In May, Governor Schwarzenegger established a "Free Digital Textbook Initiative" to review free digital high school textbooks to determine which met the state's established academic standards. State education officials asked content developers to submit content and the California Learning Resource Network (CLRN) was asked to facilitate the review of the submitted content. The results were not to be considered an endorsement by the state (eventhough most of the free textbooks scored highly) however even as a 'dry-run' or experiment, this effort is likely to both encourage other suppliers of free content and local decision makers to consider adopting free content as part of their curriculum. Which is the intention.
In this first step, the initiative asked for textbooks in math and science and nine suppliers submitted 16 titles. The publishers were both individual educators and publishers and Pearson was the only 'traditional' publisher that chose to submit content. Embarrassingly, Pearson scored one of the lowest scores against the 'content standards met' criteria. (Why they were there at all is perhaps a more interesting discussion point.) The full report is located here.
In addition to the direction from the state level to evaluate digital content, other agencies have also joined in to support this initiative. Notable among these has been the California Educational Technology Professionals Association (CETPA) which recently organized a seminar showing participants how digital content could be integrated into the HS curriculum. The textbook content reviewed by CLRN will be available in classrooms in the fall.
The Governor's office made the following announcement:
Since these digital books are downloadable and may be projected on a screen, viewed on a computer, printed chapter by chapter, or bound for use in the classroom, schools can take advantage of these free, standards-aligned resources using existing hardware - even in classrooms without computers or laptops for every student.As this program develops, it will be interesting to see how the concept of a textbook begins to change. One of the criteria listed in the 'parameters' for review of the digital content is that the material must be 'stable for two years': Changes to the content are not allowed. For some subjects, this parameter should be no problem but, as the state evaluates social science and some other (dynamic) subjects, this parameter will begin to look quaint and limiting in what advantages digital content - free or paid - is able to deliver over print formats. In turn, as the parameters change, so will the process of vetting and approving titles for use in high schools. This initiative, viewed skeptically when it was announced earlier this year, has not only delivered tangible results to California educators but also represents a significant strategic issue for all traditional publishers as they navigate their digital frontier.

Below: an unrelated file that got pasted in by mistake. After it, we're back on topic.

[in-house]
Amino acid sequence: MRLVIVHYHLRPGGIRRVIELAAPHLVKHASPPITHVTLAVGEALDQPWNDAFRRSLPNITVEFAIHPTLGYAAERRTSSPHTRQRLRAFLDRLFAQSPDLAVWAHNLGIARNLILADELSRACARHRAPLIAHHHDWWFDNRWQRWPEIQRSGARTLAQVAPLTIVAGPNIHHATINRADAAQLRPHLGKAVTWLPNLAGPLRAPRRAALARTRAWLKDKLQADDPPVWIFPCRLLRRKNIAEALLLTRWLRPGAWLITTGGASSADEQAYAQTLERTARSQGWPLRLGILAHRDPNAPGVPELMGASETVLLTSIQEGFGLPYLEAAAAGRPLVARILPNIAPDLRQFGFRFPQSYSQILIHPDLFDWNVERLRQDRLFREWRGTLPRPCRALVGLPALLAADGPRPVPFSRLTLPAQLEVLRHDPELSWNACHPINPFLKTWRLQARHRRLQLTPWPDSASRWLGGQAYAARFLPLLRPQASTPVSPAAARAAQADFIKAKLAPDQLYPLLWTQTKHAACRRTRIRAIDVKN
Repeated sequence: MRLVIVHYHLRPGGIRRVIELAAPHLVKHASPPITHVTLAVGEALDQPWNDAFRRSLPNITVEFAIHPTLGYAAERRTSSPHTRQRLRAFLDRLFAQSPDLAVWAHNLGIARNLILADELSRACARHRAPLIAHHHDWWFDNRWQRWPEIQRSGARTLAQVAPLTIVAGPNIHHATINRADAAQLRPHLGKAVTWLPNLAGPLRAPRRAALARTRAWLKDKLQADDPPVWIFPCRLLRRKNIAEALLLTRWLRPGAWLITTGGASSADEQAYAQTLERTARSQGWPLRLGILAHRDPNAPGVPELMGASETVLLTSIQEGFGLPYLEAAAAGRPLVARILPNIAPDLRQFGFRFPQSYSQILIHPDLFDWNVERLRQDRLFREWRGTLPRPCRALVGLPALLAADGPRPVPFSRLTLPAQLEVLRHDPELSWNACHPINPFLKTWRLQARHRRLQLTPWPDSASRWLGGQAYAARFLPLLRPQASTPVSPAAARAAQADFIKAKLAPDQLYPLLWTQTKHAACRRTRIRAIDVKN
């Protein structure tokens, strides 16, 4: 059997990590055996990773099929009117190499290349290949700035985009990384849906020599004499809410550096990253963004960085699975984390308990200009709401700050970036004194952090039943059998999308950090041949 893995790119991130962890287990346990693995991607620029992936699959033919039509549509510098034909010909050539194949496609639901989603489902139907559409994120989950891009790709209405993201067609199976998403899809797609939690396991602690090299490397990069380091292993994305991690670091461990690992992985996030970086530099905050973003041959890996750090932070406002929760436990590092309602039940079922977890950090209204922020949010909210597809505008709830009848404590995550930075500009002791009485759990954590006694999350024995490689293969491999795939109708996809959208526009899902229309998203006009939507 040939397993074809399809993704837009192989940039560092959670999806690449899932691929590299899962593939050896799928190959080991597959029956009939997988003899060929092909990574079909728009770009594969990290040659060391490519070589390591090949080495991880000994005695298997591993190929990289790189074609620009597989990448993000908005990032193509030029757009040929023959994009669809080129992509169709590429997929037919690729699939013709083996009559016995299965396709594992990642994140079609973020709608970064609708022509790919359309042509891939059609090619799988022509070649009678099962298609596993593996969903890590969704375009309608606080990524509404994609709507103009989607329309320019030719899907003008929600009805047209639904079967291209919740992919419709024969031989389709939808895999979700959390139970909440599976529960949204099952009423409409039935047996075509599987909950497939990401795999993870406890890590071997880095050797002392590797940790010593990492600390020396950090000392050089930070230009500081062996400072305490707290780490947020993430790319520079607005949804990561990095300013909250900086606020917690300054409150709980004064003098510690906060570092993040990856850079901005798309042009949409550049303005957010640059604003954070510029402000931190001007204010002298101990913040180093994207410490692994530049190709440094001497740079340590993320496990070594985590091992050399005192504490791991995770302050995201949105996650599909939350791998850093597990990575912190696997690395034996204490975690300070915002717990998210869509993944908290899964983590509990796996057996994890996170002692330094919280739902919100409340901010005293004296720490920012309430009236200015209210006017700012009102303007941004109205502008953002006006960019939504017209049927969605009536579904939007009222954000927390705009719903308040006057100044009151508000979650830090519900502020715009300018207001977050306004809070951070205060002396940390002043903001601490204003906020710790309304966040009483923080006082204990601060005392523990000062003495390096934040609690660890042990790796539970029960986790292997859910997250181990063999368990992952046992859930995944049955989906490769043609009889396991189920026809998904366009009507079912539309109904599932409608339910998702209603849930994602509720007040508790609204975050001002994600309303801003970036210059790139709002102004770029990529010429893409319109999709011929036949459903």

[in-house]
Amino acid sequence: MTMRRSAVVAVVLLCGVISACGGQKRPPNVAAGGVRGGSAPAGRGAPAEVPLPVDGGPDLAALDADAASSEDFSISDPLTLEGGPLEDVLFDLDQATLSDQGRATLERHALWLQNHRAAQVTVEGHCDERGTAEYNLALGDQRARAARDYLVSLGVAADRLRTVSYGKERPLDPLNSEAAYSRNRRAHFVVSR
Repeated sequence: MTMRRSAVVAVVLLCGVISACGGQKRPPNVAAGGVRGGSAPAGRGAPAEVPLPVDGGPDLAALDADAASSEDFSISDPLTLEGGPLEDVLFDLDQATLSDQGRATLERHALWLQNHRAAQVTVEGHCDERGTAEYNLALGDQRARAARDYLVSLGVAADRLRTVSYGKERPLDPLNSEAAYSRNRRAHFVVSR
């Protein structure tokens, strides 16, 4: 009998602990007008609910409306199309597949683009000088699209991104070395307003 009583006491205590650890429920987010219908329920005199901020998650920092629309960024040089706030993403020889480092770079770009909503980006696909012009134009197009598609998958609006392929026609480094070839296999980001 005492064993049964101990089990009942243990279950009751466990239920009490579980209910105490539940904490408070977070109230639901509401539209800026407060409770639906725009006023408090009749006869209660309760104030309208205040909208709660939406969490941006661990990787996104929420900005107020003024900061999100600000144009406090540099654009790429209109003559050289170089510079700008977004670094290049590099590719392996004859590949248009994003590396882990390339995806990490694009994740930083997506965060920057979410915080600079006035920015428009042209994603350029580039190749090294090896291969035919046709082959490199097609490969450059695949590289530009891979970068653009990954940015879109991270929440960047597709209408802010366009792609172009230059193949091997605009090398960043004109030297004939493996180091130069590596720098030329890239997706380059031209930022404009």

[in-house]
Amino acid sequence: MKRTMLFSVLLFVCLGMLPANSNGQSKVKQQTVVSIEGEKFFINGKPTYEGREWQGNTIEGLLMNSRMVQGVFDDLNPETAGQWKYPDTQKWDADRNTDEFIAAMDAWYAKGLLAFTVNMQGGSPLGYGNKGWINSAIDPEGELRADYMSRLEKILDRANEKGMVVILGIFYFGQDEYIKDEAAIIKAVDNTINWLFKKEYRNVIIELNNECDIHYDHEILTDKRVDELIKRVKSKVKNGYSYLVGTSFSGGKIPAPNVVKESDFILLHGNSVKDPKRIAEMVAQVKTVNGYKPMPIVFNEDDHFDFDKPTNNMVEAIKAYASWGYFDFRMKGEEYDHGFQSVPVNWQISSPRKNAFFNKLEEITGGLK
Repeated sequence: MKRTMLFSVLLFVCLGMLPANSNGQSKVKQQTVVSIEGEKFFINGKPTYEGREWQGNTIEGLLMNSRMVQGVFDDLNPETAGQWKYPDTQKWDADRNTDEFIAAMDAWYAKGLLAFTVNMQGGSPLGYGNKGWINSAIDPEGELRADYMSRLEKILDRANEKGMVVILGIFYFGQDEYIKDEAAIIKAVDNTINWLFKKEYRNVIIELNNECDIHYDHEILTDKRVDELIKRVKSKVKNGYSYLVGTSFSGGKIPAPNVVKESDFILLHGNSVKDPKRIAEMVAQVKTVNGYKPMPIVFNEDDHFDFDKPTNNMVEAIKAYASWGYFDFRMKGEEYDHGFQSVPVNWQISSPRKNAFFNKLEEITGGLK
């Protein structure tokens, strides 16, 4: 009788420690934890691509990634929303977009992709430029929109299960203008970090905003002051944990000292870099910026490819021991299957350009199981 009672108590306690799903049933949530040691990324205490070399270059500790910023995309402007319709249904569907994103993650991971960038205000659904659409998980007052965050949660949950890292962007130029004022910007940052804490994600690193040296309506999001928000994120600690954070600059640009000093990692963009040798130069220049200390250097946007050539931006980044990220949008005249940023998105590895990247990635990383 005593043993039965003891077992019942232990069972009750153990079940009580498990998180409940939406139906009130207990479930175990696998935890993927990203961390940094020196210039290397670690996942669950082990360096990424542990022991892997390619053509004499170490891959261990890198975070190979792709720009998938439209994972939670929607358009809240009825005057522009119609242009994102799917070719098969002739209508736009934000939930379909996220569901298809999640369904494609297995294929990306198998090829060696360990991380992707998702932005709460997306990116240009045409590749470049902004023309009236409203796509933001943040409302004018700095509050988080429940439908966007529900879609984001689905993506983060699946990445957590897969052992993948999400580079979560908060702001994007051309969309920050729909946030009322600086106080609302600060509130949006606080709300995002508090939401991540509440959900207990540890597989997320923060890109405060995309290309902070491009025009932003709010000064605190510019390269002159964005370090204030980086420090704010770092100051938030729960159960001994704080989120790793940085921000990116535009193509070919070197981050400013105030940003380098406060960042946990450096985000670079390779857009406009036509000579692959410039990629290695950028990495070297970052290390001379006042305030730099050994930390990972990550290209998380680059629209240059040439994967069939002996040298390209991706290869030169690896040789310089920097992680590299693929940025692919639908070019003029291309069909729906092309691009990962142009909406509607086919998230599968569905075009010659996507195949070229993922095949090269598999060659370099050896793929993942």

To showcase the multiple ways in which digital textbooks can be used, the California Educational Technology Professionals Association (CETPA) today hosted 200 educators, technology professionals and content providers for a digital textbook symposium at the Orange County Department of Education. Teachers led students through lesson plans using digital textbooks in four mock classrooms, demonstrating the materials’ interactive potential. CETPA also moderated panel discussions about the future of digital education and potential next steps in this innovative effort.
Secretary of Education Glen Thomas spoke at the symposium and added, “I applaud the Governor for his leadership and vision in launching this groundbreaking initiative. This represents an important first step toward ubiquitous instruction that will help ensure all California students have access to the first-rate education they deserve.”